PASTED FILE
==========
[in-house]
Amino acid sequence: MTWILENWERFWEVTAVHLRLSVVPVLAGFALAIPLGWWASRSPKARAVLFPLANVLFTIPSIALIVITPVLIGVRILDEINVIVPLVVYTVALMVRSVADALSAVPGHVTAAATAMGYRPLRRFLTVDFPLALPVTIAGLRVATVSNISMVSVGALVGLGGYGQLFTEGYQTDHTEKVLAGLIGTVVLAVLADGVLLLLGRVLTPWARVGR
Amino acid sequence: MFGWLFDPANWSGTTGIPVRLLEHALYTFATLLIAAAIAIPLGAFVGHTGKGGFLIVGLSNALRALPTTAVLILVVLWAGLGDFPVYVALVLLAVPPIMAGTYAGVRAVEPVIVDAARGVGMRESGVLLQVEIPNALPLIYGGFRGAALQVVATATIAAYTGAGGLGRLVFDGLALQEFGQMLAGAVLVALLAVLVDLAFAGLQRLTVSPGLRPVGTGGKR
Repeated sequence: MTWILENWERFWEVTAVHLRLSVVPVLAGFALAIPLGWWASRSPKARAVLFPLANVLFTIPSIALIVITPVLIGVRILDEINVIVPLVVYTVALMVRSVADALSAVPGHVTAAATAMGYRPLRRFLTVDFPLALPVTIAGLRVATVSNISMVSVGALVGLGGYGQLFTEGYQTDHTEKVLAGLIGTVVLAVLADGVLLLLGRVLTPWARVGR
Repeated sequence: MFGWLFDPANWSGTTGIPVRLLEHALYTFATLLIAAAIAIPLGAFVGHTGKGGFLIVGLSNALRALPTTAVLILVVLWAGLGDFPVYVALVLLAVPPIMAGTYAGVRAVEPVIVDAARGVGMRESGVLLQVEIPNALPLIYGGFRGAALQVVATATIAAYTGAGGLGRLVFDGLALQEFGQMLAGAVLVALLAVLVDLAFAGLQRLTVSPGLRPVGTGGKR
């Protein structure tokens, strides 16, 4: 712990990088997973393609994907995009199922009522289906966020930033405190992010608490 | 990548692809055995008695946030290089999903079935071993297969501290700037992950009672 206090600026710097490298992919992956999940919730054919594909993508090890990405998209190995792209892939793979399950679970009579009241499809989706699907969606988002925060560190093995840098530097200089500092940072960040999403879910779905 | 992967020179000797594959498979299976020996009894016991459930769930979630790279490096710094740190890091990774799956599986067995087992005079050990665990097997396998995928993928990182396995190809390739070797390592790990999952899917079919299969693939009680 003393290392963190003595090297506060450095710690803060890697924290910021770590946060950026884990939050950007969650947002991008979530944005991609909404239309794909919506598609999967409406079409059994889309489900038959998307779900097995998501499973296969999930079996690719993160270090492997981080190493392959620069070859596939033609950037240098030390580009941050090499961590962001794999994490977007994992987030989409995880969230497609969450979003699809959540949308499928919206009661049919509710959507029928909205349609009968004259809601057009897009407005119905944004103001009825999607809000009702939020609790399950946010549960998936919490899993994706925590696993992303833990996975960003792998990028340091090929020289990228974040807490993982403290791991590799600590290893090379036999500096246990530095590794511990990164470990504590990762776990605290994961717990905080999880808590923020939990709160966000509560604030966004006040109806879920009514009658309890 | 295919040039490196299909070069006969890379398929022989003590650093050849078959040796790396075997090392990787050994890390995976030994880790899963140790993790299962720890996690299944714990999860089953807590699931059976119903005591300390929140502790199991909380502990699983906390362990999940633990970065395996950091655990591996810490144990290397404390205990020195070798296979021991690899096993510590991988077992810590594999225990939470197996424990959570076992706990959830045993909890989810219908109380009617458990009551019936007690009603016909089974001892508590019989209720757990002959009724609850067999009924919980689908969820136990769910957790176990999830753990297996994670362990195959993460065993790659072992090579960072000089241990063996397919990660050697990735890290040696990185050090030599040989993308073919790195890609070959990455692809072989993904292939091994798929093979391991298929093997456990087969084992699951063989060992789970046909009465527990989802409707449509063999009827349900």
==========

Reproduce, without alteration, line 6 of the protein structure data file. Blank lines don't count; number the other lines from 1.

């Protein structure tokens, strides 16, 4: 712990990088997973393609994907995009199922009522289906966020930033405190992010608490 | 990548692809055995008695946030290089999903079935071993297969501290700037992950009672 206090600026710097490298992919992956999940919730054919594909993508090890990405998209190995792209892939793979399950679970009579009241499809989706699907969606988002925060560190093995840098530097200089500092940072960040999403879910779905 | 992967020179000797594959498979299976020996009894016991459930769930979630790279490096710094740190890091990774799956599986067995087992005079050990665990097997396998995928993928990182396995190809390739070797390592790990999952899917079919299969693939009680 003393290392963190003595090297506060450095710690803060890697924290910021770590946060950026884990939050950007969650947002991008979530944005991609909404239309794909919506598609999967409406079409059994889309489900038959998307779900097995998501499973296969999930079996690719993160270090492997981080190493392959620069070859596939033609950037240098030390580009941050090499961590962001794999994490977007994992987030989409995880969230497609969450979003699809959540949308499928919206009661049919509710959507029928909205349609009968004259809601057009897009407005119905944004103001009825999607809000009702939020609790399950946010549960998936919490899993994706925590696993992303833990996975960003792998990028340091090929020289990228974040807490993982403290791991590799600590290893090379036999500096246990530095590794511990990164470990504590990762776990605290994961717990905080999880808590923020939990709160966000509560604030966004006040109806879920009514009658309890 | 295919040039490196299909070069006969890379398929022989003590650093050849078959040796790396075997090392990787050994890390995976030994880790899963140790993790299962720890996690299944714990999860089953807590699931059976119903005591300390929140502790199991909380502990699983906390362990999940633990970065395996950091655990591996810490144990290397404390205990020195070798296979021991690899096993510590991988077992810590594999225990939470197996424990959570076992706990959830045993909890989810219908109380009617458990009551019936007690009603016909089974001892508590019989209720757990002959009724609850067999009924919980689908969820136990769910957790176990999830753990297996994670362990195959993460065993790659072992090579960072000089241990063996397919990660050697990735890290040696990185050090030599040989993308073919790195890609070959990455692809072989993904292939091994798929093979391991298929093997456990087969084992699951063989060992789970046909009465527990989802409707449509063999009827349900």